Why Do We Sparge?

Spinny Sparger

Once the mash is completed, you could just open the tap on your mash tun and allow the sweet liquid to drain off the grains. However if you did nothing else, not only would you not have enough liquid to make your planned brew length (volume) but you would also leave behind a significant amount of extract in the grain husks. To avoid this, the grains need to be rinsed with hot water to leach out the remaining sugars.

Popular Sparging Methods

There are two popular methods of sparging, and both of them are carried out with the grain still in the mash tun. This is obviously desirable, as it saves moving hot grain about.

The first method, Fly Sparging, is the traditional way and is still reputed to be the most efficient. It involves sprinkling hot water slowly over the grains while at the same time running off sweet wort from the tap of the mash tun, through the false bottom or filter. This washes out the the vast majority of remaining sugars (though no sparging system will get 100% of it out). To fly sparge you will need some kind of sprinkler system and a container to hold the hot water and provide a head of pressure.

The second method, Batch Sparging, was developed as a home brewing alternative, and is reputed to be simpler, faster and require less equipment. After the mash, you top up with hot water to fill the mash tun, run off as much wort as you can, then refill the mash tun with more hot water and repeat. This will rinse out most of the remaining sugar (though not as efficiently as fly sparging will).

Fly sparging is the method described here, but there is a detailed article on Batch Sparging in 'Extras'.

Fly Sparging Method

Recirculating the Wort

To avoid grain debris from the mash ending up in the boiler, the usual practice is to collect the first few litres of wort from the mash tun tap and pour it back over the grain bed (being careful not to disturb it too much). Most of the tiny particles will be contained in these first runnings, after which the grain bed will settle and act as a fine filter to stop any more coming through. Obviously, this filter is not 100% effective, and some particulate will always get into the boiler - luckily, this isn't a problem.

Equipment Setup for Sparging

Fly Sparge Setup

The usual arrangement for fly sparging is shown in the picture to the right. The equipment is set up on 3 levels: -

  1. Hot Liqour Tun (to hold sparge water)
  2. The mash tun fitted with a suitable sprinkler (spinny sparger as shown or a watering can rose)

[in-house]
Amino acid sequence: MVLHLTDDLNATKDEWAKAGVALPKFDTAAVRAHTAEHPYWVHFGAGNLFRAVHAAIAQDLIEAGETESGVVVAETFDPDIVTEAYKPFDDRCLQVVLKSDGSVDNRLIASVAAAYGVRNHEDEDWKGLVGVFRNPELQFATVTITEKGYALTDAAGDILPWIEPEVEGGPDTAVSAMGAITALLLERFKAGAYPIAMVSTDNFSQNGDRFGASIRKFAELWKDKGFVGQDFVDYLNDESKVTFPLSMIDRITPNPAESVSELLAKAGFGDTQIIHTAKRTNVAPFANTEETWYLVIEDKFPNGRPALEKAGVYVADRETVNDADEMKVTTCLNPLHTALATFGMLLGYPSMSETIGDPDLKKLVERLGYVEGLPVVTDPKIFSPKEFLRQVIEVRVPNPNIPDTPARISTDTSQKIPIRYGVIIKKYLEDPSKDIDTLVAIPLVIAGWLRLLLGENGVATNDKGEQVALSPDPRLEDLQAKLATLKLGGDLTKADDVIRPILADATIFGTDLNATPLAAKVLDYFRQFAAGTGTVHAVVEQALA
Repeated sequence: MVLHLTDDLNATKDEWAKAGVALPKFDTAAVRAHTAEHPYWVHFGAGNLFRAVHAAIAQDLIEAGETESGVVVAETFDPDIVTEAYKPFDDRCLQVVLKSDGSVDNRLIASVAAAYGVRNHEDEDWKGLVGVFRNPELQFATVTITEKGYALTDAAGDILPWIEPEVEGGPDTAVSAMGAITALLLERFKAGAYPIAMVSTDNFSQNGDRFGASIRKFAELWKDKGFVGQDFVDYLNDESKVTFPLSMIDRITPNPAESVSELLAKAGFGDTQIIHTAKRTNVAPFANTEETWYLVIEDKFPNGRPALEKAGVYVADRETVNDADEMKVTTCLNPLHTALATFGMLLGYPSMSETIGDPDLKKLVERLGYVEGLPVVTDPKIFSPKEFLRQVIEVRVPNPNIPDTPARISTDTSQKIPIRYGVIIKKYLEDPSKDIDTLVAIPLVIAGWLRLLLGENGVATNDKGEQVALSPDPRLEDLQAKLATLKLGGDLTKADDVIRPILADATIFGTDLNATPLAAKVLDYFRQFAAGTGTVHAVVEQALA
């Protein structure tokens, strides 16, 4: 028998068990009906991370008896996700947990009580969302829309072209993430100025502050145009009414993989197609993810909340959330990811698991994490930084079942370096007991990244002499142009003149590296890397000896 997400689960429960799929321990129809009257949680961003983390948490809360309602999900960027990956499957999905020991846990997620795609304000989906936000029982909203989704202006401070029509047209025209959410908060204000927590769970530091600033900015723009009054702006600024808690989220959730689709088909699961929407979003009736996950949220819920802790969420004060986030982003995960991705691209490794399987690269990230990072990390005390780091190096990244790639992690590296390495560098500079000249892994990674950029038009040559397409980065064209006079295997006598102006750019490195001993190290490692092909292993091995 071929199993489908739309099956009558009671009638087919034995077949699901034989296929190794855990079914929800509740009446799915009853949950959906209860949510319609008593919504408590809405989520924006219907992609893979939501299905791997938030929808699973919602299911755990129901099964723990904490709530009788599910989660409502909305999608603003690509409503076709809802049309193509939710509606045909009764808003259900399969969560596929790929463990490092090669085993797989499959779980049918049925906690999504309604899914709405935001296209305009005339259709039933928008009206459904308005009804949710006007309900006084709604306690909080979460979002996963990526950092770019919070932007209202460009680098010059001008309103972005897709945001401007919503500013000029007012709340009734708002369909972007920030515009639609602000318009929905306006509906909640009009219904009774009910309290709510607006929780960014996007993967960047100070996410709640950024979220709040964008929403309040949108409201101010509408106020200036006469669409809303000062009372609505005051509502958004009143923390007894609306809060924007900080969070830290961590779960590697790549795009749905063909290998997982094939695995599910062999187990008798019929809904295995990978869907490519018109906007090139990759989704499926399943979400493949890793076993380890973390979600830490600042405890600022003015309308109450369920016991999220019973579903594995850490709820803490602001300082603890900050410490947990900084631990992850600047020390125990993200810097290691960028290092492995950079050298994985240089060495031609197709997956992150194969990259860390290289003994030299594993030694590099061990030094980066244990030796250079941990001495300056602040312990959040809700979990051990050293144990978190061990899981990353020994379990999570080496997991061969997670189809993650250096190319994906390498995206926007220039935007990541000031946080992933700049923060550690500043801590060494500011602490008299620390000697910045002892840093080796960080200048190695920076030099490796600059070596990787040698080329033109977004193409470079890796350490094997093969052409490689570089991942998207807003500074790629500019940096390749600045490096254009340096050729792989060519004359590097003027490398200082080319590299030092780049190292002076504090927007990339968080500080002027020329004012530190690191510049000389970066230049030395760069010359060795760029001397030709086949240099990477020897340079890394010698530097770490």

3. Collection vessel (to collect the sweet wort - often this is just the boiler)

The temperature of the water hitting the grain bed should ideally be in the region of 72 º C to 74 º C, but because of the inevitable drop in temperature from the hot liquor tun to the sprinkler, you should heat the bulk of the water to around 80 º C at least. Stick a thermometer in the top of the grain bed to check the temperature (you don't need to do this every time you brew - just until you get to know your equipment). Too cool will mean poor extraction, too hot (e.g. over 75 º C) will cause extraction of undesirable tannins from the grain husks resulting in an astringent flavour in the finished beer.

The flow rate should be quite slow to allow effective extraction of the remaining sugar. The video below will give you some idea of the flow rate, though some people like to go even slower than shown here (as you'll see from the comments if you look at the video on YouTube!).

The total process usually takes about half an hour to collect a full batch of wort, and that's slow enough in my opinion. Grain is relatively cheap, and adding a bit more is far more effective use of your time and effort than chasing the last few percent of efficiency out of your sparge.

When To Stop Sparging

Ideally, you should sparge until you have collected the correct volume of sweet wort for your brew size (allowing for some evaporation during the next phase, which is the boil). In practice, as you continue to sparge, the dilution of the liquid in the mash tun will increase. The effect of this is to increase pH (increase alkalinity) which can, if you go too far, extract tannins from the grains, again causing astringency in the finished beer.

This means that in practice it's best to stop once the specific gravity of a sample of the wort coming out of the mash tun falls below about 1.008. You'll need to use a hydrometer temperature correction table to get the correct reading, or alternatively just taste the liquid coming out - you can soon tell when there's no more sugar coming out and that it's time to stop. If at this stage you haven't collected the full quantity of wort, add water to the boiler straight from the hot liquor tun. As mentioned earlier, trying to chase the last ounce of extract from the grains is unnecessary and is counterproductive if doing so puts the quality of your beer at risk.

Next - we move on to the Boil!

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